John A. Widness, MD
Peer Review Status: Internally Peer Reviewed


plasma ionized calcium concentration < 3 mg/dL (0.75 mmol/L).

Infants at risk:

  • premature infants
  • infants of diabetic mother
  • infants with birth asphyxia infants with certain congenital, genetic and hormonal disorders

Categorization by age of onset:

  • Early: In pre-term infants who has received sodium bicarbonate for the treatment of metabolic acidosis, the risk is greatest at 12 to 24 hours of life. Most hypocalcemic neonates without symptoms will normalize their serum calcium levels by 72 hours of age with or without treatment.
  • Late: after 7 days infants receiving formulas with low calcium and high phosphorus contents (rare today).
  • Very late osteopenia of prematurity: see section on neonatal nutrition.


extreme jitteriness, seizures (including apnea), bleeding and/or decreased myocardial contractility.


Treatment of infants whose symptoms are thought to be due to hypocalcemia should be begun as soon as possible. Treatment of asymptomatic infants is controversial since in the vast majority of infants the condition is currently thought to have no short or long terms effects. Nevertheless, some authorities recommend treatment of low calcium levels.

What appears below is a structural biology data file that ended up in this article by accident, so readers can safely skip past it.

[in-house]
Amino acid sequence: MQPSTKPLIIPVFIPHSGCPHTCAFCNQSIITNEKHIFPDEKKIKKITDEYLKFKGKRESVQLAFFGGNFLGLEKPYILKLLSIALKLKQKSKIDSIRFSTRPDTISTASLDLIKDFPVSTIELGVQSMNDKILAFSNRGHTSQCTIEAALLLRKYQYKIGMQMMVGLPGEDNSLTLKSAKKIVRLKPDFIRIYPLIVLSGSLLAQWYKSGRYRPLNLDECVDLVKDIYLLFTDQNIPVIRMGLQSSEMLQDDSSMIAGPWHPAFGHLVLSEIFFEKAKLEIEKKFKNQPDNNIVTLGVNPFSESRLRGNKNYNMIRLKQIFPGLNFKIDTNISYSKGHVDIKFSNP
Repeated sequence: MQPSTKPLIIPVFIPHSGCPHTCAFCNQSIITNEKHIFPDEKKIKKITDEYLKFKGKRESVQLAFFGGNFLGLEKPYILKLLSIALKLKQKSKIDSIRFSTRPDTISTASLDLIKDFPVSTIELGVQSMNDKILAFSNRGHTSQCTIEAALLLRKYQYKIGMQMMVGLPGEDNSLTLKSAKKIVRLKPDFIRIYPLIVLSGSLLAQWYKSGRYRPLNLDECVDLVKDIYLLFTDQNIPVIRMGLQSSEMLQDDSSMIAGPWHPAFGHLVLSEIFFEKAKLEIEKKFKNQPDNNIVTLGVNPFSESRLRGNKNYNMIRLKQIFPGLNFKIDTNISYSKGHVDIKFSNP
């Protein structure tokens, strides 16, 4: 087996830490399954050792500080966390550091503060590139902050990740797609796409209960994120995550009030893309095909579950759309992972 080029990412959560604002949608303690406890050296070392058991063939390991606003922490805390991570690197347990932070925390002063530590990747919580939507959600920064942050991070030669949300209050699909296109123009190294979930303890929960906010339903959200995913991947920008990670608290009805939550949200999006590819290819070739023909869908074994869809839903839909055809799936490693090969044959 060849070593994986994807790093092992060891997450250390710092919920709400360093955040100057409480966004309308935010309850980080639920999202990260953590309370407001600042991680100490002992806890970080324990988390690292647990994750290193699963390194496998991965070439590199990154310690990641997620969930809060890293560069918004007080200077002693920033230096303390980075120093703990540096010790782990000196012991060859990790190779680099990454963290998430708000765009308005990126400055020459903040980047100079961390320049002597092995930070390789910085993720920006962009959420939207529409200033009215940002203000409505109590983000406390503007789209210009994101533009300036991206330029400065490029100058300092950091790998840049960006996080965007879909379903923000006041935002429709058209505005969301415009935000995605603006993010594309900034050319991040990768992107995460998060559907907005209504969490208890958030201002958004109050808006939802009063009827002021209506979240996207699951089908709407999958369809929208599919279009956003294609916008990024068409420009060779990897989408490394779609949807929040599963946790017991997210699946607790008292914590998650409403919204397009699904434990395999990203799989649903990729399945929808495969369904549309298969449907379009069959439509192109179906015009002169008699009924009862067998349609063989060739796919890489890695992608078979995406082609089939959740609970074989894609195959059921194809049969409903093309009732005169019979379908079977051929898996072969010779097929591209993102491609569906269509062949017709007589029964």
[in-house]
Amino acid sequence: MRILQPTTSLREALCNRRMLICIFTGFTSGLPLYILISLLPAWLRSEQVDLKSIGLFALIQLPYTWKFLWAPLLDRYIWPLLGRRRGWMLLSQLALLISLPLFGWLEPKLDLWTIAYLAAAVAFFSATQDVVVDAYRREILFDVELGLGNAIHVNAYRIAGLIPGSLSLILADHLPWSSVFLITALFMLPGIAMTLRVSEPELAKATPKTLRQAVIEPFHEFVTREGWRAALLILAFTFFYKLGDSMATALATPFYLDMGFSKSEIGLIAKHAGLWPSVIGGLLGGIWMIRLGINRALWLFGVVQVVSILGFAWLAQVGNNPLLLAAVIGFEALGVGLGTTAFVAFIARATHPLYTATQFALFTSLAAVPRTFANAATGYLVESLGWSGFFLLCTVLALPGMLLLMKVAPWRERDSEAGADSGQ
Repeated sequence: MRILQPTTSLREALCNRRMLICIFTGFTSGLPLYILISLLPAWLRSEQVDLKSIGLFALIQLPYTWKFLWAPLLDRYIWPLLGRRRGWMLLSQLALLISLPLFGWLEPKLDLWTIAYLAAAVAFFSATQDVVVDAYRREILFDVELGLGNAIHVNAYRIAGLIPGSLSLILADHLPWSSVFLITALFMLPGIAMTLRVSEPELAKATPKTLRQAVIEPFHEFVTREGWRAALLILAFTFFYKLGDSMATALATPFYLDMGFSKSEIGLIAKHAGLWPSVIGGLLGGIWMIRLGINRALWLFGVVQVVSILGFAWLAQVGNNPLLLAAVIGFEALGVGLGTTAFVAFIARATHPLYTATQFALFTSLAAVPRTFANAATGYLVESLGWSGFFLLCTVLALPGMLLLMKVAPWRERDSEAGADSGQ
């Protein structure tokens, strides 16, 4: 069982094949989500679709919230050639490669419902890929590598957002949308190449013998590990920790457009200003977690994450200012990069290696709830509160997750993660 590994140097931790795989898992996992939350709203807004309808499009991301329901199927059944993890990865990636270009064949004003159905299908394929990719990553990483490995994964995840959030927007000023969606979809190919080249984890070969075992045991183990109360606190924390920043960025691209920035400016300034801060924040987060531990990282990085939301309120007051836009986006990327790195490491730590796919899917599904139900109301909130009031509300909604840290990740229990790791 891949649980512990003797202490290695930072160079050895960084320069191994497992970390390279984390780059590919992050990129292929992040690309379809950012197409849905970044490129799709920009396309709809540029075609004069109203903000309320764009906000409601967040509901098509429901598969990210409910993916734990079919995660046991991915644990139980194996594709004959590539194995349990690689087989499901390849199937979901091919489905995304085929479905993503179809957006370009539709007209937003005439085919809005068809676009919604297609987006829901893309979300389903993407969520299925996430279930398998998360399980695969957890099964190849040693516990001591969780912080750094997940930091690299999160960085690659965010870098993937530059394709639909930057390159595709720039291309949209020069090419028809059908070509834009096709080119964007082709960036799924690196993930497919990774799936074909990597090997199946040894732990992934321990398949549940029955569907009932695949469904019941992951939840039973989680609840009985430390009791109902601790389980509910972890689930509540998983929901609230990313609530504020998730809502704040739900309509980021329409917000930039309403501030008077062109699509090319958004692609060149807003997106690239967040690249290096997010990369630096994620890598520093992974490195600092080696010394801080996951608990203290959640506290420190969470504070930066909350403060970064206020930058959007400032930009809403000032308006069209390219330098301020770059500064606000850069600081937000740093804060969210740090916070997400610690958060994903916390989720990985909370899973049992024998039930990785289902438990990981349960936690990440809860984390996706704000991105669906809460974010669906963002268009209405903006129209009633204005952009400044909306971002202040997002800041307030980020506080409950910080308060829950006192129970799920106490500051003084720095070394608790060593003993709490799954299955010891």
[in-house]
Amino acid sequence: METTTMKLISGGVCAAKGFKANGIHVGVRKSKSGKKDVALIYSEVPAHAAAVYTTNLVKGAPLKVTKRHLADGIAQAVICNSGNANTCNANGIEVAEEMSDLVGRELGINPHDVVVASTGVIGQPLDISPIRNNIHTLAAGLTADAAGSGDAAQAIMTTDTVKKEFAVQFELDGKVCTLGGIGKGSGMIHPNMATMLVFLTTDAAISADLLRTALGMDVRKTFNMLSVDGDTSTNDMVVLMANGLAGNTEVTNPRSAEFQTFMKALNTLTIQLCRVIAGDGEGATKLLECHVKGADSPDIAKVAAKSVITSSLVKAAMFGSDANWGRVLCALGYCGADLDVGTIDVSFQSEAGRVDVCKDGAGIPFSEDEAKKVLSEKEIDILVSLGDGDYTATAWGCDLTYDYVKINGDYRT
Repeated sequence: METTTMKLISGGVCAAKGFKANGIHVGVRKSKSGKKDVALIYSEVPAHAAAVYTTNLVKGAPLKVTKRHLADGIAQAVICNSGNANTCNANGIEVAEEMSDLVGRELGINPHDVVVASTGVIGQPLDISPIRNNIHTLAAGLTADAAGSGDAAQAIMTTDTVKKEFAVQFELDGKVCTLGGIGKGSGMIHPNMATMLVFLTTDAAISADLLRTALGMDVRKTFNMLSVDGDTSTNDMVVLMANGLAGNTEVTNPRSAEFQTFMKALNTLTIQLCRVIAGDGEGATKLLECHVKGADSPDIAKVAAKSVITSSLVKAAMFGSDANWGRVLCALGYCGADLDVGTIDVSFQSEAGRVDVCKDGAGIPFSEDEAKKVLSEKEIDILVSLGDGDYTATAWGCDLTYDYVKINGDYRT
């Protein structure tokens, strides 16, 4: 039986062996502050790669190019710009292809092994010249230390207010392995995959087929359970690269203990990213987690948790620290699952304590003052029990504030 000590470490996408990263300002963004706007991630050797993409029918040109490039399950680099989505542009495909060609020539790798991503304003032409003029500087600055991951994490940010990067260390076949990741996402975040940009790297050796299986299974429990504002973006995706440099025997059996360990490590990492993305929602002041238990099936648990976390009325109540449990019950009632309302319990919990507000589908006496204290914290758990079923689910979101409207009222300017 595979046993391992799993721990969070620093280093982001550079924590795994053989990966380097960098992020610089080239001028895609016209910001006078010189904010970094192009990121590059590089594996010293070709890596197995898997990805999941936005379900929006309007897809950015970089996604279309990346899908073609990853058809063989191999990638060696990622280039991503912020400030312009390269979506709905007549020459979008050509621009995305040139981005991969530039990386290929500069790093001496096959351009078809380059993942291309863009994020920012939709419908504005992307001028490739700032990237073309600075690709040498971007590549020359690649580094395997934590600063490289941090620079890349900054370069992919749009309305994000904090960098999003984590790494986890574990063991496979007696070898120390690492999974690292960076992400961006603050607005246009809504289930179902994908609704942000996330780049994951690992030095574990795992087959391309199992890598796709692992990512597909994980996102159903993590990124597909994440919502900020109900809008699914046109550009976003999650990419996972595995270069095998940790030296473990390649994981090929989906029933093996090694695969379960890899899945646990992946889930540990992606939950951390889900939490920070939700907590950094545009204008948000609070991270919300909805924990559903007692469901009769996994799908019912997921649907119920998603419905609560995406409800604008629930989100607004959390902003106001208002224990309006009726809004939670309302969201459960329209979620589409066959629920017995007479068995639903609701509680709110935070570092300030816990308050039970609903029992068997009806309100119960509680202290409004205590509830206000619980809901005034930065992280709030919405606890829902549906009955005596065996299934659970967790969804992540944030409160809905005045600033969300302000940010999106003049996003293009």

• Once a decision to treat has been made, initial treatment should be 100 to 200 mg/kg of 10% calcium gluconate by slow i.v. "push", i.e., over at least 30 minutes, followed by a continuous i.v. infusion of 400 mg/kg/day calcium gluconate. Alternatively, calcium may be administered as a slow infusion (over 30 to 60 minutes), given at a dose of 100 mg/kg every 6 hours. If other calcium salts are used, e.g. calcium chloride, the dose will be different. Calcium gluconate should be infused through a peripheral venous line and not given with sodium bicarbonate, dioxin, or antibiotics. If there is a question as to compatibility of calcium with other drugs, contact the Hospital Pharmacy (6-1849).
  • In treated infants plasma ionized calcium level should be monitored every 12 to 24 hours. Once the calcium level has normalized, and parenteral and/or enteral sources of calcium intake have been begun, the infusion of calcium should be decreased by 50% after 24 hours, and then discontinued after an additional 24 hours if follow-up plasma calcium levels remain normal and the patient is asymptomatic.
  • To prevent the very late osteopenia occurring most commonly in sickest and least mature premature infants, optimal enteral and parenteral calcium nutritional support on a long term basis are needed (see sections on neonatal nutrition and feeding).


Salle BL, Delvin E, Glorieux F, David L. Human neonatal hypocalcemia. Biol Neonate 1990;58:1:22-31.